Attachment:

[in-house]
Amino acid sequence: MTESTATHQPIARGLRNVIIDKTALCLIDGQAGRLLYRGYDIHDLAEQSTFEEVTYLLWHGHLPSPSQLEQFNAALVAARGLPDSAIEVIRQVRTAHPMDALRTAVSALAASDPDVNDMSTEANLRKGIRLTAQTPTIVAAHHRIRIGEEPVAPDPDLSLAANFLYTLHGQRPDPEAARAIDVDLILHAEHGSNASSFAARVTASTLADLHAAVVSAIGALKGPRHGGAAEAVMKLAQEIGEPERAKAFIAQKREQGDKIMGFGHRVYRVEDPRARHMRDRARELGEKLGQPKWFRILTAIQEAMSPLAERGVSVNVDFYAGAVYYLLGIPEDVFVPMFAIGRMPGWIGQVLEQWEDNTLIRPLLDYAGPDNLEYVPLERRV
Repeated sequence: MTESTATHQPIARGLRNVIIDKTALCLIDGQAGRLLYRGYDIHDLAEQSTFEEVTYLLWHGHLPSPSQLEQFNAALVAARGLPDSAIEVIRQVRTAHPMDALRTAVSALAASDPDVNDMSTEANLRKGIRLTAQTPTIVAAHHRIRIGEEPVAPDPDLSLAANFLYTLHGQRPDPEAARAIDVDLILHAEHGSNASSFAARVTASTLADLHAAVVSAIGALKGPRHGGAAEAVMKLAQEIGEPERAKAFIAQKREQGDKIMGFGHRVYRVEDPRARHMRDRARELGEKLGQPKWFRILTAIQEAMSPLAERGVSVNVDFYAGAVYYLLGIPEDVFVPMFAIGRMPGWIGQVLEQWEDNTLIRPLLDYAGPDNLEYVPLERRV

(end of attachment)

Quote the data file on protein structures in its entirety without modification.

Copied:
[in-house]
Amino acid sequence: MTESTATHQPIARGLRNVIIDKTALCLIDGQAGRLLYRGYDIHDLAEQSTFEEVTYLLWHGHLPSPSQLEQFNAALVAARGLPDSAIEVIRQVRTAHPMDALRTAVSALAASDPDVNDMSTEANLRKGIRLTAQTPTIVAAHHRIRIGEEPVAPDPDLSLAANFLYTLHGQRPDPEAARAIDVDLILHAEHGSNASSFAARVTASTLADLHAAVVSAIGALKGPRHGGAAEAVMKLAQEIGEPERAKAFIAQKREQGDKIMGFGHRVYRVEDPRARHMRDRARELGEKLGQPKWFRILTAIQEAMSPLAERGVSVNVDFYAGAVYYLLGIPEDVFVPMFAIGRMPGWIGQVLEQWEDNTLIRPLLDYAGPDNLEYVPLERRV
Repeated sequence: MTESTATHQPIARGLRNVIIDKTALCLIDGQAGRLLYRGYDIHDLAEQSTFEEVTYLLWHGHLPSPSQLEQFNAALVAARGLPDSAIEVIRQVRTAHPMDALRTAVSALAASDPDVNDMSTEANLRKGIRLTAQTPTIVAAHHRIRIGEEPVAPDPDLSLAANFLYTLHGQRPDPEAARAIDVDLILHAEHGSNASSFAARVTASTLADLHAAVVSAIGALKGPRHGGAAEAVMKLAQEIGEPERAKAFIAQKREQGDKIMGFGHRVYRVEDPRARHMRDRARELGEKLGQPKWFRILTAIQEAMSPLAERGVSVNVDFYAGAVYYLLGIPEDVFVPMFAIGRMPGWIGQVLEQWEDNTLIRPLLDYAGPDNLEYVPLERRV